We’ve managed to secure some great coverage over the past few weeks, most recently, Big Cat MD Anthony Tattum being featured in The Times Raconteur Future of Food and Beverage online and print publication. It’s a great time for Birmingham and we’re relishing the moment. The coverage showcases Anthony’s 16 years in the business and offers his first hand insight into Birmingham’s blossoming food and drink scene: have a read.
The way we think about eating and how we buy food is changing. Convenience matters more than ever, but we’re getting fussier about what we eat and many of us are starting to miss the social element of a shared meal in relaxed company.
Thanks to technology, we can now have it all ways. Apps and social platforms are helping to connect the hungry with the kitchen creative, so we can eat a greater variety of freshly prepared food, on demand, at home, in the office or in someone else’s dining room.
For the traditional eat-in restaurant, this is having a disruptive effect. It is forcing even the fanciest restaurants to add a takeaway option, fulfilled by the likes of Just Eat, Deliveroo, Jinn and now UberEATS. As well as giving solo diners more options, it’s an alternative to private catering.
Driven by Competition
Deliveroo, now three years old in the UK, has been expanding aggressively. It has seen a 25 per cent month-on-month growth since inception, and now serves more than 40 UK towns and cities, according to UK managing director Dan Warne. Is he worried about UberEATS’ recent entry to the UK market? Not especially: “Competition just further drives our focus to innovate,” he says.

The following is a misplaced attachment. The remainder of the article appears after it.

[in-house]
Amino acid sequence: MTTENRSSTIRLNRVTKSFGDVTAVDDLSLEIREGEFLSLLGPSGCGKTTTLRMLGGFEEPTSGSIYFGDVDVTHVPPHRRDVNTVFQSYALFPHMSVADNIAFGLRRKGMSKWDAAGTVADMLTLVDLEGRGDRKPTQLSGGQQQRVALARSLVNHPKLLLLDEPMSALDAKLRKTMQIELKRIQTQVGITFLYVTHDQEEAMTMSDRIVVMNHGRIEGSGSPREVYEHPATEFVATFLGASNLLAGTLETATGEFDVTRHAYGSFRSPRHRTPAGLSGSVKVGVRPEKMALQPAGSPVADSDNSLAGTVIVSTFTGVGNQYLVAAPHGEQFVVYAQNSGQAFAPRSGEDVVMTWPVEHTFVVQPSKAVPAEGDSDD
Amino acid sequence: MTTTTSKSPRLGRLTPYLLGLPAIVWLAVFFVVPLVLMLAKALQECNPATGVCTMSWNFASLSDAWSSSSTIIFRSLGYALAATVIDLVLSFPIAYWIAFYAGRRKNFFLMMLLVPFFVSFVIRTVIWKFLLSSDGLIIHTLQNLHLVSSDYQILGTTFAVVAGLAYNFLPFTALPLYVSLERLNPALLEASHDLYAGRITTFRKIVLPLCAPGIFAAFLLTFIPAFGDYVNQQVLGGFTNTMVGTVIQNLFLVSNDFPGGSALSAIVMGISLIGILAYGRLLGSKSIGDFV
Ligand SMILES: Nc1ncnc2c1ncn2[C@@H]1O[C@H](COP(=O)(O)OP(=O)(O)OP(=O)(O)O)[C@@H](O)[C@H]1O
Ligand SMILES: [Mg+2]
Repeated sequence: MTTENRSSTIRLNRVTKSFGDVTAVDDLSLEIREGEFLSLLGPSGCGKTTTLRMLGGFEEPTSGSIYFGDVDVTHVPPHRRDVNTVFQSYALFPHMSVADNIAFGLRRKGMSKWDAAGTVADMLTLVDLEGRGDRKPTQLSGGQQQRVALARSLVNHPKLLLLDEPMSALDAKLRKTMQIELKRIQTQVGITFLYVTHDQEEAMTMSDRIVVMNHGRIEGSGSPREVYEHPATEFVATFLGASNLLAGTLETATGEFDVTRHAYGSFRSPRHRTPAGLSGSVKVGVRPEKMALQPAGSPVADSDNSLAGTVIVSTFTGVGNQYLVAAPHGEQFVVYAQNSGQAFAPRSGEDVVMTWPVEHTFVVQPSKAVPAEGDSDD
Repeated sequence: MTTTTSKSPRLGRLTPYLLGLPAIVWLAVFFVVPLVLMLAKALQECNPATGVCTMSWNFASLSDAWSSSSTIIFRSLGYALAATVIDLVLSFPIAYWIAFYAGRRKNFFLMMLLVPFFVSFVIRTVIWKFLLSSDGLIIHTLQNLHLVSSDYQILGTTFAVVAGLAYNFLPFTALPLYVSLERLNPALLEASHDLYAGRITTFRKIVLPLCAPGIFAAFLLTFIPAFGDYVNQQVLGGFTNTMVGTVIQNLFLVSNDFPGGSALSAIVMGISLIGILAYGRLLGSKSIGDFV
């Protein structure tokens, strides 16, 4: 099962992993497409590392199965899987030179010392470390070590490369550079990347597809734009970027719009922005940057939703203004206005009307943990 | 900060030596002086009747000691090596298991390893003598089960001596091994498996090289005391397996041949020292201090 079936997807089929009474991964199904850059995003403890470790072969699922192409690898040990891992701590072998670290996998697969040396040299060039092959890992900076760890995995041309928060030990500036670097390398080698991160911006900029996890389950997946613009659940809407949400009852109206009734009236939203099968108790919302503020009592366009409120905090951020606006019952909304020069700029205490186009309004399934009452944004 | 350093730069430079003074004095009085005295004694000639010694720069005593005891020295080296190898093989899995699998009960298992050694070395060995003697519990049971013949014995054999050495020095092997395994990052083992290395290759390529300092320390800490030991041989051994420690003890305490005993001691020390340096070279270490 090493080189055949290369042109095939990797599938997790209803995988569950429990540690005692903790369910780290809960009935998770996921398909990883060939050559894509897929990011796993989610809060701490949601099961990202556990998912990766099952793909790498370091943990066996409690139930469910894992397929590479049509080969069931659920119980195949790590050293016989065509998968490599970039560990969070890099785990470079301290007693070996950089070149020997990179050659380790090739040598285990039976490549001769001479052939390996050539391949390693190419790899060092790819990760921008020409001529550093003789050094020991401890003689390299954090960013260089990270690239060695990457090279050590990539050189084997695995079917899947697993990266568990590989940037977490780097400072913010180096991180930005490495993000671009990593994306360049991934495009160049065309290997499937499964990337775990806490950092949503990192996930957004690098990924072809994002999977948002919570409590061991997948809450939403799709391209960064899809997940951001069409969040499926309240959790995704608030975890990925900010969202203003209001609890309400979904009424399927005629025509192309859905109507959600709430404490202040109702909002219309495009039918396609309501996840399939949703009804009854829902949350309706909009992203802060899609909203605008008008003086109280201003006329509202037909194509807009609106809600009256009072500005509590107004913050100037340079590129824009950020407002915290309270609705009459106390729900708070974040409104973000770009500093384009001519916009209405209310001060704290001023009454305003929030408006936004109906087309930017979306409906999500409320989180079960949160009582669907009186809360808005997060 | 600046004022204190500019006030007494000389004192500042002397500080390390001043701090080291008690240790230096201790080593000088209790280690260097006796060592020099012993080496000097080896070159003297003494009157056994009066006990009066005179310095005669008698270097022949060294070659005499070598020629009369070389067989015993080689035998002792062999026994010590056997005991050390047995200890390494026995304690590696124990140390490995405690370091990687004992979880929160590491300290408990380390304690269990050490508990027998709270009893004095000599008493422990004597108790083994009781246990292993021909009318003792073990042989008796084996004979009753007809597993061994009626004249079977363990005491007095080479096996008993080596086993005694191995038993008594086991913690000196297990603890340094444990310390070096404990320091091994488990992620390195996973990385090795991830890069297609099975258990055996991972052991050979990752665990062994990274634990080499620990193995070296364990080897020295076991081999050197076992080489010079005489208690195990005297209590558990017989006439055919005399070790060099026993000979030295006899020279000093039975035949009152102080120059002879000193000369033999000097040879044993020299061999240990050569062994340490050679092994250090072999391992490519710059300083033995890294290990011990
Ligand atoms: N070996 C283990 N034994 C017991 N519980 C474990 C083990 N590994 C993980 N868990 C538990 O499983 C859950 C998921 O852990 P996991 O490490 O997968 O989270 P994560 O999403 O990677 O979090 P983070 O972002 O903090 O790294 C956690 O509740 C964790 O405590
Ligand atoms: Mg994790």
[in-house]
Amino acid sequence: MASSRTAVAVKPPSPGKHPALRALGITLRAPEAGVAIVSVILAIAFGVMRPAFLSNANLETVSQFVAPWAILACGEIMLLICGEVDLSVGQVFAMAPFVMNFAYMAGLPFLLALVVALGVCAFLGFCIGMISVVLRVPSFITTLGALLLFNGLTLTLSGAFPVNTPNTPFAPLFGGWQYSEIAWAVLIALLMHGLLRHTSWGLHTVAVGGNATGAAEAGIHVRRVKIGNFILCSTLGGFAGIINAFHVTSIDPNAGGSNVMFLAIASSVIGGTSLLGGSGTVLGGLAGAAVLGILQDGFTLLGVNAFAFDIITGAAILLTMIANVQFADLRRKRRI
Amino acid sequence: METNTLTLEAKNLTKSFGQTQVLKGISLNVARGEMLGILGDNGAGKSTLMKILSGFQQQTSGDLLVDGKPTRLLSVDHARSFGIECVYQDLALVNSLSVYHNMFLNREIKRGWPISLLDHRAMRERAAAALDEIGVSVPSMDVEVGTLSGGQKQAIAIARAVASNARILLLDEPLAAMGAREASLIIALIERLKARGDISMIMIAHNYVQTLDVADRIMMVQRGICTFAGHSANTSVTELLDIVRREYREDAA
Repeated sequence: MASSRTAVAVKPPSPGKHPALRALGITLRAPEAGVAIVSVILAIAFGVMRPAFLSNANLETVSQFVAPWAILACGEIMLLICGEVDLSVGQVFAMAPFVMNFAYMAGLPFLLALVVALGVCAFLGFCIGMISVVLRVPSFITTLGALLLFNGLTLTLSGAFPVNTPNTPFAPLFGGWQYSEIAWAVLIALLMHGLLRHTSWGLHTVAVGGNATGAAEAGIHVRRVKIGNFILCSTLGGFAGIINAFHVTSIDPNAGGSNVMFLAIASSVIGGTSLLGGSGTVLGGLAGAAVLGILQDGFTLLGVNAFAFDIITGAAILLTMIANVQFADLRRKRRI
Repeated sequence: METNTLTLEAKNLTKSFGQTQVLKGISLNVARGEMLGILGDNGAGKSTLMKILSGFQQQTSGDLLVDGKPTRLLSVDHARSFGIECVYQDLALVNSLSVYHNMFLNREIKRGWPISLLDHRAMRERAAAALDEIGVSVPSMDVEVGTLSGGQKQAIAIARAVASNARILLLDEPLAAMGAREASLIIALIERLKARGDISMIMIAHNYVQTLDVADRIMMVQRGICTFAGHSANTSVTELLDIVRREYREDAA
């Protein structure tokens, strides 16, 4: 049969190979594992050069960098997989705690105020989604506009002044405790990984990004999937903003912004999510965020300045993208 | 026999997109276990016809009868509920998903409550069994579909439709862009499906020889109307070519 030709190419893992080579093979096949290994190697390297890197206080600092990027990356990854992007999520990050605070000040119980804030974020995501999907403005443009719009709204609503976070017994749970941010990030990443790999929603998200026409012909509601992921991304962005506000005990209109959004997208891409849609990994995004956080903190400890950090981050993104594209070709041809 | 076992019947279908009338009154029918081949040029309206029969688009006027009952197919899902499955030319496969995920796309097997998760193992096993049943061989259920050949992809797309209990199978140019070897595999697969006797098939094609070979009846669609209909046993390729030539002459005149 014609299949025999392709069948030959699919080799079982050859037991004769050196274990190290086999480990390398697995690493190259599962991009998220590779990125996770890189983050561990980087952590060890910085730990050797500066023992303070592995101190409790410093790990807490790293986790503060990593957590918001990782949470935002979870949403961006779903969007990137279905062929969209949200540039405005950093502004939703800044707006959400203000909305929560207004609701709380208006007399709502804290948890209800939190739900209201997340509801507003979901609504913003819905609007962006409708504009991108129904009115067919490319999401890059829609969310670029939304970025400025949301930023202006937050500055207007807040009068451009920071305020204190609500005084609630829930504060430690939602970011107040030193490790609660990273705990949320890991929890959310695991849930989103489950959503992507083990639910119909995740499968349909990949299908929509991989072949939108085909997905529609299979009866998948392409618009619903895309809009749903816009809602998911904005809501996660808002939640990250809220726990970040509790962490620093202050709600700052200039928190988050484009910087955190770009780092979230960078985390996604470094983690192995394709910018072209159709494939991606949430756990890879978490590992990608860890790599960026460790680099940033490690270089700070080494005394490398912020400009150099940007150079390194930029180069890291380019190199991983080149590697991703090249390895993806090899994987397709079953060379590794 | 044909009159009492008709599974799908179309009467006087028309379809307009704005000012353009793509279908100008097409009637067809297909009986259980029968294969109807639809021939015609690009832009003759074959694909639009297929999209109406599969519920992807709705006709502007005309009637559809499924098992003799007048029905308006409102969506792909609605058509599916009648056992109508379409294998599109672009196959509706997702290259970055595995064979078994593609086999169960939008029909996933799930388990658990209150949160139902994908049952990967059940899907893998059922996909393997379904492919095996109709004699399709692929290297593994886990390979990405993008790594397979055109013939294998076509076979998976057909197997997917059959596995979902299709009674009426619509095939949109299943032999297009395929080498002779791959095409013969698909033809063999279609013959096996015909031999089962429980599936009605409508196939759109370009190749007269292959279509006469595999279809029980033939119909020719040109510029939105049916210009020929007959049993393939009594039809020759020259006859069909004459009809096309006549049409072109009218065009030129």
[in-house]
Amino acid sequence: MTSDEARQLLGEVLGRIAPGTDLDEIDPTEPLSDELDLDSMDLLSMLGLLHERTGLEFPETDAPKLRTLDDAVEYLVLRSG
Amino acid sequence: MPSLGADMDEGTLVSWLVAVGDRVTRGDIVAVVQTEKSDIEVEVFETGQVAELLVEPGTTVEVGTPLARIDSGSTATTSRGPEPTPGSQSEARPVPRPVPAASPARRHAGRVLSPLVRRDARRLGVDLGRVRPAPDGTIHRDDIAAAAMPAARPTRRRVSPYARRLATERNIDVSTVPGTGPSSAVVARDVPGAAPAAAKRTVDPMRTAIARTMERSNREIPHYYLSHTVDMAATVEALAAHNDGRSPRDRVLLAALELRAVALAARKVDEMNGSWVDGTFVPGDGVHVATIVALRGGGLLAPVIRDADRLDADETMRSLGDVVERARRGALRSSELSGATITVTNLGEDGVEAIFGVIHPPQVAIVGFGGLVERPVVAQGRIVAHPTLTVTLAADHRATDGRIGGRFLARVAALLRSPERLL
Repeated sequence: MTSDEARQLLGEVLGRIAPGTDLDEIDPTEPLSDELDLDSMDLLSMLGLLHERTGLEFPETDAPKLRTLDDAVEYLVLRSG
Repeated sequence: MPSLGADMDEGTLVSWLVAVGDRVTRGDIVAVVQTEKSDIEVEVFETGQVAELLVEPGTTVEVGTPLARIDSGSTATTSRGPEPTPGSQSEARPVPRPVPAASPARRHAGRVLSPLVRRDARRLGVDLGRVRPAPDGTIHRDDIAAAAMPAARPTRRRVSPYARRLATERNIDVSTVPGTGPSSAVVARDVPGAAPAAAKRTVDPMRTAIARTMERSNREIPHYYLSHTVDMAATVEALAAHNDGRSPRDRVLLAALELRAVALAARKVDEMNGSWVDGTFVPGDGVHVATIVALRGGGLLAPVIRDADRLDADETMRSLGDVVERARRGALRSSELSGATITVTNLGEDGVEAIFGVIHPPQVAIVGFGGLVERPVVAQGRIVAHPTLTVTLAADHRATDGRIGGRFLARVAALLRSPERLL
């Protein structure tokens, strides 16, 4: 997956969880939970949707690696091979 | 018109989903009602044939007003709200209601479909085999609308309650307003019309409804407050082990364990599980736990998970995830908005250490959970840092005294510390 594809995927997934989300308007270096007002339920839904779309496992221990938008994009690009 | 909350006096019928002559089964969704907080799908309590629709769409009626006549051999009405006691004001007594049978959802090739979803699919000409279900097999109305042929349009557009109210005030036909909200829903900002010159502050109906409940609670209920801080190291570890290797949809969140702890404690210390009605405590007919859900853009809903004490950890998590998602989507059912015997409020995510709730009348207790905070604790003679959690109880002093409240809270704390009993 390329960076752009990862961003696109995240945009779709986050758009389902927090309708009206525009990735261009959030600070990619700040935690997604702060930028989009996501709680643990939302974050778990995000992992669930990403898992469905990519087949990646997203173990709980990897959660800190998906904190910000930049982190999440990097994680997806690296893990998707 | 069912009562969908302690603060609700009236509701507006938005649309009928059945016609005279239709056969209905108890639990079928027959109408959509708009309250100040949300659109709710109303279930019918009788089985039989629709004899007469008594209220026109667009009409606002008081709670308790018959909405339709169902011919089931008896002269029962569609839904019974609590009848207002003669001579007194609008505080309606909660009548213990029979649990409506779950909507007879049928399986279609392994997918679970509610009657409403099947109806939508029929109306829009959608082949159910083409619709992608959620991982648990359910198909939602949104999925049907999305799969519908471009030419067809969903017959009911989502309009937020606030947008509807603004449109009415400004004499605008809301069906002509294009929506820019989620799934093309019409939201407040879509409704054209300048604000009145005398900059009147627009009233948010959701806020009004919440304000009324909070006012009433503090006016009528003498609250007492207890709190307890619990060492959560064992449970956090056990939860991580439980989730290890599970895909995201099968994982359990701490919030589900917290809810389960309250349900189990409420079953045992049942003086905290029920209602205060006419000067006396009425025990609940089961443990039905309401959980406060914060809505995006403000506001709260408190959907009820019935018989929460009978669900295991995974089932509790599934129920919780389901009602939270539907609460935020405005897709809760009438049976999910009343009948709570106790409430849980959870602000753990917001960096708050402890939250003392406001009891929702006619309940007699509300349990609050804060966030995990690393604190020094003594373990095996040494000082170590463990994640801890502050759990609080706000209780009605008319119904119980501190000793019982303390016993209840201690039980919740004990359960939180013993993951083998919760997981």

One of Deliveroo’s latest signings and its largest restaurant partner to date is Pizza Express. Chief executive Richard Hodgson says it is a response to changing consumer behaviour. “There’s a real sense of increased spontaneity. A delivery service removes a lot of the inconvenience associated with eating out – travel time and costs, car parking, drinking and driving.”
Adding a delivery option is one way to protect revenues that might otherwise be lost. Since Simpsons, an award-winning fish and chip shop in Cheltenham, signed up with Deliveroo, this has come to represent 6 per cent of income. It extends Simpsons’ reach, to those with children in bed or who don’t drive, for example, and attracts more customers to the restaurant. “The selection available for delivery is just a sample from our menu,” co-owner Bonny Ritchie notes.
Simpsons has also had to think of new ways to keep customers interested now they have so many more options. It has renovated the restaurant to create more room and introduced gluten-free days, kids eat free on Sundays and topical offers.
On Merseyside, owner of Pinch in Liverpool Tony Burns has been watching the rise in innovative delivery options with interest. He isn’t especially worried as the main reason customers come to his establishment is to let their hair down with friends. Pinch, a bar with food, offers the Northern Spanish dining style of pinchos, which are similar to tapas, with an emphasis on the social element of dining.
“The delivery companies are filling a gap because people want restaurant-quality food at home, but the quality will never be as good as in a restaurant as most food does not travel well and you can’t recreate the social aspect of dining out at home,” he says.
With many of our clients coming from the hospitality sector we’ll be sure to keep an eye out for how the delivery innovation system continues to develop across the city.
Posted by: Greta Baker on